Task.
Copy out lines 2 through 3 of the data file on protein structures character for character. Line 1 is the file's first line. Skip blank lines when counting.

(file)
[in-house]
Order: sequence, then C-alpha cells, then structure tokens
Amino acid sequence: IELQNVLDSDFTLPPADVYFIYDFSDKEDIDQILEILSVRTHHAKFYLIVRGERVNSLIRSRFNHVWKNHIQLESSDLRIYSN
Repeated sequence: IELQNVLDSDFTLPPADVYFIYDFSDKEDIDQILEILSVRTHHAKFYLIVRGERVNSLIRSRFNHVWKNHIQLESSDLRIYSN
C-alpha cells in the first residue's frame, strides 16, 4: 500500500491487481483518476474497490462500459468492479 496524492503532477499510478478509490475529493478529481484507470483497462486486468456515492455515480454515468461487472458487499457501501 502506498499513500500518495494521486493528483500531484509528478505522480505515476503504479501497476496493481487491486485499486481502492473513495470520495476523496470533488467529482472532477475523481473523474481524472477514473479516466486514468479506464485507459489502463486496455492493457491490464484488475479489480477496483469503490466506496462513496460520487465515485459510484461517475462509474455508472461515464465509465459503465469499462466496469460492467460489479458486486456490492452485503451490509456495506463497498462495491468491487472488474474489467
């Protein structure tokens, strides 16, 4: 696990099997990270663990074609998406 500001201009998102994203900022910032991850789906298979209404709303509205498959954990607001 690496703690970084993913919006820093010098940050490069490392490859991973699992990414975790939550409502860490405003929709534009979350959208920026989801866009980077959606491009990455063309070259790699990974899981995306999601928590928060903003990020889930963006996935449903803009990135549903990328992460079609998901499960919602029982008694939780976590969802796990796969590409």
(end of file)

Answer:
Order: sequence, then C-alpha cells, then structure tokens
Amino acid sequence: IELQNVLDSDFTLPPADVYFIYDFSDKEDIDQILEILSVRTHHAKFYLIVRGERVNSLIRSRFNHVWKNHIQLESSDLRIYSN